Paula Beaney, Quality Assurance Director at Promedica24
It has been over ten months since late January when the media reported about the first COVID-19 case in the UK. Ten months which changed everything – the way we live, work, interact with each other and provide care and support to those who need it.
As health and care professionals, we have been on the frontline since the beginning, and the pandemic has shaken our world. It has affected all aspects of our lives and profession, causing a shift in priorities and highlighting the vulnerabilities of the health and care sector. One thing has remained unchanged; the dedication and commitment of health and care workers to save lives and provide support and relief. Care professionals have been rightly applauded for their unshaken attitude and determination to help, whether it be in hospitals, residential care homes or individual houses. However, the last ten months have also delivered many lessons for the care profession and society as a whole.
Despite the best efforts of care and management teams, the first wave took its toll on care homes, proving the extreme difficulty in limiting the spread of the infection in a residential setting. Due to the lack of accurate testing, shortage of personal protective equipment (PPE), and a misjudged decision to discharge COVID-19 positive people into care homes, thousands of older and most vulnerable people have lost their lives to a virus which they otherwise may not have been exposed to.
Having witnessed the dramatic situation in care homes during the first wave of the pandemic, Promedica24 decided to start an informative campaign on a national level. We called for an urgent debate about the UK’s care system and urged the public and authorities to carefully evaluate the various care options available, so that we can prioritise those services which deliver safe, effective and high-quality care whilst decreasing the spread of the pandemic.
Our campaign has been designed to increase public awareness of the care options available to vulnerable individuals and their families. The vast majority of the people we have spoken with, including local authority representatives that are in charge of commissioning care in the community, do not know that one to one care can be provided in the comfort of a person’s home by a highly skilled and fully trained live-in carer. Those who know about the live-in care option, wrongly assume that the cost is significantly higher than paying for residential care. This is simply incorrect – the cost of live-in care is similar, and often lower, than the cost of a nursing bed within a care home. The carers stay with the client, supporting them with day to day activities, personal care and hygiene, stimulating mental and physical health and providing companionship.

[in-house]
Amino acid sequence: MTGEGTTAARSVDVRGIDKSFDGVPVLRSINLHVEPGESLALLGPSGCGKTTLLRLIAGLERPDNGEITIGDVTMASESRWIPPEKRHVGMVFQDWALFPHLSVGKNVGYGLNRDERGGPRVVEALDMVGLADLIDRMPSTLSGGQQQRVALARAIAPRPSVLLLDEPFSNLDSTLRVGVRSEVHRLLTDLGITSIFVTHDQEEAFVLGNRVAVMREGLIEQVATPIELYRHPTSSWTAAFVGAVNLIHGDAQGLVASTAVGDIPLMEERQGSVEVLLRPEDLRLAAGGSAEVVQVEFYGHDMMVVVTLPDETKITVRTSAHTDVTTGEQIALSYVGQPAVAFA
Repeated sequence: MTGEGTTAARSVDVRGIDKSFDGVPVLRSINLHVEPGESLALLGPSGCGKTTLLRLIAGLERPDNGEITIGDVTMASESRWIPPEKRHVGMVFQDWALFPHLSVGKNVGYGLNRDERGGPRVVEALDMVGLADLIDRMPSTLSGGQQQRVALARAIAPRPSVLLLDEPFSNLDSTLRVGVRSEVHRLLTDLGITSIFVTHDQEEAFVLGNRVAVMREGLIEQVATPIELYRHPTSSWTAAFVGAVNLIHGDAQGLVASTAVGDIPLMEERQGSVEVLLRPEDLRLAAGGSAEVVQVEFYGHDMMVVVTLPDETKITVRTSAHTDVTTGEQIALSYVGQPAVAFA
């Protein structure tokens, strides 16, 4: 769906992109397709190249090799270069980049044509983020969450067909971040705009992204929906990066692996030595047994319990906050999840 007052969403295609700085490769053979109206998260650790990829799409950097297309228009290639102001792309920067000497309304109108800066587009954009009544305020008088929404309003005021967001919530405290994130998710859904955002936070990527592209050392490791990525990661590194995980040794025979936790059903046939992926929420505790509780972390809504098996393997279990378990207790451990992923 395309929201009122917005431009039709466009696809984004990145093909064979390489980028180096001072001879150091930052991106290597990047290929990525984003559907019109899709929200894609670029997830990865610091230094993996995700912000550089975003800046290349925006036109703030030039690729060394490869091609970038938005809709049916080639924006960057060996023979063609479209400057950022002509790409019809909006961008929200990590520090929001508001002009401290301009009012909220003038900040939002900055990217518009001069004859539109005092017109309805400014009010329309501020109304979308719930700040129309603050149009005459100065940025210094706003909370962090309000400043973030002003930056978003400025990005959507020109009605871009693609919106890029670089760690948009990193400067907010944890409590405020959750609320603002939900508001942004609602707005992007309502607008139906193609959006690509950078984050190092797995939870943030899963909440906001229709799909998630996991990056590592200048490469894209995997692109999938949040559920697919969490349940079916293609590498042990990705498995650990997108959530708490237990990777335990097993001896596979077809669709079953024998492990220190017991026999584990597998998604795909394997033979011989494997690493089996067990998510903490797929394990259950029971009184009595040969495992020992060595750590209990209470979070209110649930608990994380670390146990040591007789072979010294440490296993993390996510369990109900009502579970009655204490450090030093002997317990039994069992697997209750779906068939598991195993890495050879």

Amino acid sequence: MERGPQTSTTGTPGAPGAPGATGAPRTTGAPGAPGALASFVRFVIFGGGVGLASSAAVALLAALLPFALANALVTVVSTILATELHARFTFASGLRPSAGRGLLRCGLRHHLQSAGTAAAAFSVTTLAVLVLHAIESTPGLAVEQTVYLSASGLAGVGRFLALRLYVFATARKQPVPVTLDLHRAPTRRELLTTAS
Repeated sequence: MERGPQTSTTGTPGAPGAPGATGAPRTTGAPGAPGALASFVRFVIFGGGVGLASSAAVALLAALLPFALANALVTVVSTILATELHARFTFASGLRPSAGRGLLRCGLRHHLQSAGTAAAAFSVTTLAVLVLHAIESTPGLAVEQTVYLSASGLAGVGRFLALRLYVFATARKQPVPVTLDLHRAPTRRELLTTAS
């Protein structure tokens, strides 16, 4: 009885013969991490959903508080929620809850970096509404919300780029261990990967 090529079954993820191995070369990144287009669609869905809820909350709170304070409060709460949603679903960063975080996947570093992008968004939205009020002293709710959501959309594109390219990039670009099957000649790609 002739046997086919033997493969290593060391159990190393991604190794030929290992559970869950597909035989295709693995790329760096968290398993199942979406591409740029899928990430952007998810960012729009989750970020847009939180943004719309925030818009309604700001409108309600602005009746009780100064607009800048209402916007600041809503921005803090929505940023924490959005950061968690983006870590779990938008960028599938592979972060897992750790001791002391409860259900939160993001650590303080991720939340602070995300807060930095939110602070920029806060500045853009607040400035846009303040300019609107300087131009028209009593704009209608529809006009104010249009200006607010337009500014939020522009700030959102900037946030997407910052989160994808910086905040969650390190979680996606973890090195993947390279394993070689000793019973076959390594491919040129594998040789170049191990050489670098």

As the largest European live-in care provider, we are in a unique position to witness first-hand how different countries and their care systems manage the fight with COVID- 19. In Germany, high level of live-in care services provided have enabled a higher number of people to self-isolate with their carer in the comfort of their own homes rather than at care homes. This has ultimately limited the spread of the infection amongst the most vulnerable groups and decreased the number of potential victims.
Since the onset of the first media reports about the pandemic in care homes, we have noticed a steadily growing interest in live-in care services. Concerned families are increasingly looking for safe and sustainable care solutions which meet the physical and emotional needs of older and vulnerable people whilst significantly reducing the risk of infection. As the country fights the second wave of the pandemic, we continue our efforts in raising awareness about live-in care. Patients and their loved ones have the right to easily accessible information about all care options available, to help them make the best decision for themselves and their families.
Local Authorities, Health and Social Care Regulators and providers need to work together and support each other to provide the best care to people who need it. What we must not do is to lose ourselves in COVID19 bureaucracy and fear “repercussions” from government departments during these unprecedented times. We must continue to focus on delivering high quality care in the safest way possible. Live-in care is and remains the safest option for people needing support at home.